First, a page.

for once the forecast has been right - rain all day, sometimes very heavy! yep, you could say that - if there were a few dry seconds today, I must have missed them. and more to come for tomorrow. together with 12 deg. C it doesn't exactly give a summery feeling - more like end of october and winter at the front door.... the good thing is that I don't have a bad conscience sitting at my spinning wheel! I did a spinning demonstration in Ballyhaunis (the small town close to our village) last sunday, where I (or rather we, all the participants alike) were very lucky. it was quite cool, but the fine drizzle stopped later in the morning and it dried up nicely. not much in the way of sun, but better than nothing. anyway, last year I had to hide in a shop entrance to escape the rain. this year I asked for a small stall and got one. I only demonstrate, I don't sell, so the guys who put up the stalls took the "table" board down and fixed it to the back of the stall. I knew from last year that it can be quite gusty (the stalls are on the parking "lane", along the town's mainroad), so I bought a cheap shower curtain, which I tacked to the stall and weighed it down with the little bags I normally use for my garden tablecloth. not perfect, but better than no wind shelter at all! I strung up some of my handspun skeins for decoration, put my wheel down, a basket with fibres beside me and off I went. I spun for seven hours - and managed to fill two (large) bobbins on my Louet. I've had the idea of spinning "fairy-tale yarns" some time back and finally put together some mixed bags for this. the fairy-tale is not very well known in english speaking countries, I think it's called "Snow-white and Rose-red". there's only one dwarf in it, and a mean one at that. but of course there has to be a bit of drama and a prince, too:) snow-white and rose-red are two nice girls, who live with their mother close to the forest. one winter night they hear a knock at the door. when they open, there's a bear standing outside. he asks for shelter from the cold and they let him in. he comes all winter, but in spring he has to leave. he tells the girls that he has to go and find his treasure, because a dwarf stole it all. the girls meet that dwarf in the woods several time, and even though they help him out of trouble several times, he is very mean and curses at the girls. (no red hat for that fellow!). when the girls meet him for the last time, the bear comes too and kills the dwarf, because not only did he steal the bear's treasure, he also told him that he should eat the girls and not him! of course, the bear isn't really a bear; the dwarf cursed him - he really is a prince! and because every fairy-tale has to have a happy ending, the happy prince marries snow-white - and as luck will have it, he has a brother, who marries rose-red. and of course - they all live happily ever after:)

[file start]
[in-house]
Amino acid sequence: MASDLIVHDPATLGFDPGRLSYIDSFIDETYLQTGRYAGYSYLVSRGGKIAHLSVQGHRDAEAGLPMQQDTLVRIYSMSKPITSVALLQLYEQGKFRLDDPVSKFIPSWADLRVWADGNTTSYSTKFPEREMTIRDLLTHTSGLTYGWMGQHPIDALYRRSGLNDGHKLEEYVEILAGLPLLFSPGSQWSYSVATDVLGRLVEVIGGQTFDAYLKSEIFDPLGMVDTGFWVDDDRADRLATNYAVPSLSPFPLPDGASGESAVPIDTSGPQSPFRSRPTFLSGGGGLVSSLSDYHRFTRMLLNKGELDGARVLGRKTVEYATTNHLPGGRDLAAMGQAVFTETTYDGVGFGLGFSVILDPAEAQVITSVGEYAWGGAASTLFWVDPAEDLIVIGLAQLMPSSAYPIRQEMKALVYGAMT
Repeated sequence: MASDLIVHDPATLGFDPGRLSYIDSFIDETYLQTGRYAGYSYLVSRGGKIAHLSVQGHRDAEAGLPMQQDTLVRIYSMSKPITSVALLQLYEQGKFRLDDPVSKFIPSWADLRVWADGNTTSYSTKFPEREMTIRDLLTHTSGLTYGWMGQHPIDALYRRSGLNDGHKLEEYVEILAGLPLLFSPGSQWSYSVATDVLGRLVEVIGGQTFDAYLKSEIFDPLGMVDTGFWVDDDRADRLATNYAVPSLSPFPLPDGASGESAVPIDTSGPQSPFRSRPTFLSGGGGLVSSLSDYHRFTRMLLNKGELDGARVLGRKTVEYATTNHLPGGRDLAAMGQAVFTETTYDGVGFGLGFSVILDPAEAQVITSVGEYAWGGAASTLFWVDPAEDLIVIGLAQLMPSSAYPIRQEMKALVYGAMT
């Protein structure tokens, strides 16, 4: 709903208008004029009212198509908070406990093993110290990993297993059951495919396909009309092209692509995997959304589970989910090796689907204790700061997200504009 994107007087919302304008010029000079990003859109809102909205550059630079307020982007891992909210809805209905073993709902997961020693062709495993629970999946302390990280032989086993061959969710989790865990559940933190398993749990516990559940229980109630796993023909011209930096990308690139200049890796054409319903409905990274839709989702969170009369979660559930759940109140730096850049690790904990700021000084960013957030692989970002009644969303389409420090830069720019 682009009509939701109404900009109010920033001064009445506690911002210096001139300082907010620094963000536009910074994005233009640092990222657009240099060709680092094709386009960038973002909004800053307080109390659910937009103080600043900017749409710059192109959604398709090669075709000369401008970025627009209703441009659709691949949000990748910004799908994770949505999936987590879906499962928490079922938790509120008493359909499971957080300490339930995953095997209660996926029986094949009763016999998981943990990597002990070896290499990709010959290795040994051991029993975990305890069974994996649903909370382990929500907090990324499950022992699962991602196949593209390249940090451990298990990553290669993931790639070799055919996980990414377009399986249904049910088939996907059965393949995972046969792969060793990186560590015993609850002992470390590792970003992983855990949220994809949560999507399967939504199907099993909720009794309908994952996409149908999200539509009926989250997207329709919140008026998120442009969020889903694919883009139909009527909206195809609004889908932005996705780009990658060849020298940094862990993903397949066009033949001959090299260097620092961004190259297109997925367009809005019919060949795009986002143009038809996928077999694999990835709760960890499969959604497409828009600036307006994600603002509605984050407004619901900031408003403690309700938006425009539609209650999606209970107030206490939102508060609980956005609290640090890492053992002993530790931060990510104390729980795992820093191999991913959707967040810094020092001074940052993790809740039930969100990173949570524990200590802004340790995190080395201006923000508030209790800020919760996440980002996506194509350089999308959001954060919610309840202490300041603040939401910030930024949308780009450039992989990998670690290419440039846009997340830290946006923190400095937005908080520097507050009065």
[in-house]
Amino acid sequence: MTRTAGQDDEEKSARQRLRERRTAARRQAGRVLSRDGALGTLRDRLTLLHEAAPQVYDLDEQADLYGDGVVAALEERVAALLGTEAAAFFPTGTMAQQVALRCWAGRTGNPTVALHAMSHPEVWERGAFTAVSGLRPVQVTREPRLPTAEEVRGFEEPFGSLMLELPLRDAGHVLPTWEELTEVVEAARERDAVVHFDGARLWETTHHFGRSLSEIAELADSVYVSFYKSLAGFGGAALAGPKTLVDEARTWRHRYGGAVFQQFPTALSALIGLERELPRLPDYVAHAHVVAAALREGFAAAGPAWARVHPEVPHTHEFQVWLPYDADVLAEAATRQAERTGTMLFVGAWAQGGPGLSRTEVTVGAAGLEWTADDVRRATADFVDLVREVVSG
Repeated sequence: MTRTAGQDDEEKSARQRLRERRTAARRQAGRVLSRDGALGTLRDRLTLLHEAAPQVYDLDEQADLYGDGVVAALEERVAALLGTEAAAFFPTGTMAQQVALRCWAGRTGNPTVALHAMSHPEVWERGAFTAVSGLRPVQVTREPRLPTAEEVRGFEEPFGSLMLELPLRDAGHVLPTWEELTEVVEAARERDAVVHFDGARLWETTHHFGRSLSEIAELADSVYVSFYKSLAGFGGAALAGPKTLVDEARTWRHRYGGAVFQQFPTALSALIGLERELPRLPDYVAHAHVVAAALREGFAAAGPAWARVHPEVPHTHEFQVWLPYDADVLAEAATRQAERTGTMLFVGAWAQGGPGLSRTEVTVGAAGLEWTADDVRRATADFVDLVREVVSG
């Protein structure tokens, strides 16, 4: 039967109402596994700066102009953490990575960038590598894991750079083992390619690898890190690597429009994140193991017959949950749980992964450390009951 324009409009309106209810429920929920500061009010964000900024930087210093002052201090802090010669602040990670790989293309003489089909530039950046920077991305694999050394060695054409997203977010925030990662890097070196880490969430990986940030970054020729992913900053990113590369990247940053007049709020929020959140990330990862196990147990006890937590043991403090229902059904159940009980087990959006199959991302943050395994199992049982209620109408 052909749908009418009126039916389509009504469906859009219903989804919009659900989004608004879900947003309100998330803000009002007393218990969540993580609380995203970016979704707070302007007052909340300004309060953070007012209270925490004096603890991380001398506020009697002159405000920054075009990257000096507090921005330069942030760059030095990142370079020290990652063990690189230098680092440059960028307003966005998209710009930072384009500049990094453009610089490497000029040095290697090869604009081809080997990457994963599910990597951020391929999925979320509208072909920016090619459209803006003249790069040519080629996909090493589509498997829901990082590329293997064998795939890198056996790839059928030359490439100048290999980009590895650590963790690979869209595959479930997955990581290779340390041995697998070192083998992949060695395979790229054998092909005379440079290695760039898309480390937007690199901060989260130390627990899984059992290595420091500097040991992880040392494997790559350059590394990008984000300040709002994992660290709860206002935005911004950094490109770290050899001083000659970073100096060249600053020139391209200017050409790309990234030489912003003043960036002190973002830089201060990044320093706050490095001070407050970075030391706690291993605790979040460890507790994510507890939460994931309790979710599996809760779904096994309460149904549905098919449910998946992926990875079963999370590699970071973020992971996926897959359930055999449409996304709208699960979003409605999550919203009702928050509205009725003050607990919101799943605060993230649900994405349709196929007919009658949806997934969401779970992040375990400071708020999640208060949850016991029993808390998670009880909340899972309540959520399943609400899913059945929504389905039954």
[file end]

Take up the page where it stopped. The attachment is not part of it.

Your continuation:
to make a long story short - I put together 5 bags full of fibres, lots of  white of course and "rose reds", brown and wild for the bear, blue and gold for the prince and lots of earthy colours with grey for the dwarf. I plan to ply them with beads and gold etc... but so far I've only finished three, so pix will come, when I've done all yarns. not sure what I'll use them for - I just liked the idea to follow the characters of a story and make a yarn for each of them.

I also received two new books:
this one is very inspirational - and comes with a dvd to show how to spin those fabulous art yarns. it's not very hard to tempt me into making more yarns, but even a friend of mine, who barely spins these days, got itchy fingers to try some of the yarns out:) thanks, Uli, for giving this to me!

this is a german book about basket weaving. I wanted to try this out for ages, but I esp. like the book, because it shows how to use lots of materials, not only willows. we do have a lot of stuff growing here, such as iris leaves, blackberry vines etc... which can be used for making all kinds of baskets. now I just have to find spare time to try out a few of the new ideas!
this is a felted dog I received from a friend. when I saw the title of a british magazine (mollie makes) I told her that I'd like one of those dogs shown on the cover. I didn't expect to receive one, but here it is - Dobby with a purple hat. our real dog Dobby doesn't like this dog, she seems to think that it is competition for her:) she did try to chew on the felted bone, though...
before the rainy season set in here, I managed to pick a few flowers in the garden. blue geraniums, and white, frilly aquilegias. very pretty, though they tend to shed their petals everywhere at the lightest touch. I do hope that they spread out a bit more - usually they self-seed everywhere (not always in nice colours though, some tend to be rather "wishy-washy"). the rose is the highlight though - it fills the whole kitchen with a heady scent - lovely, even though the variety doesn't have a very pronounced rose shape.  and if we do get hungry, we could even eat the sweet cicely leaves I put in:)             
I hope there are a few flowers left after all that rain, but in the meantime I'll go back to my knitting and spinning. but before that - I have to start baking a bread, because we ran out of that - and who knows, if I can go shopping tomorrow - maybe I should invest in a rubber boat?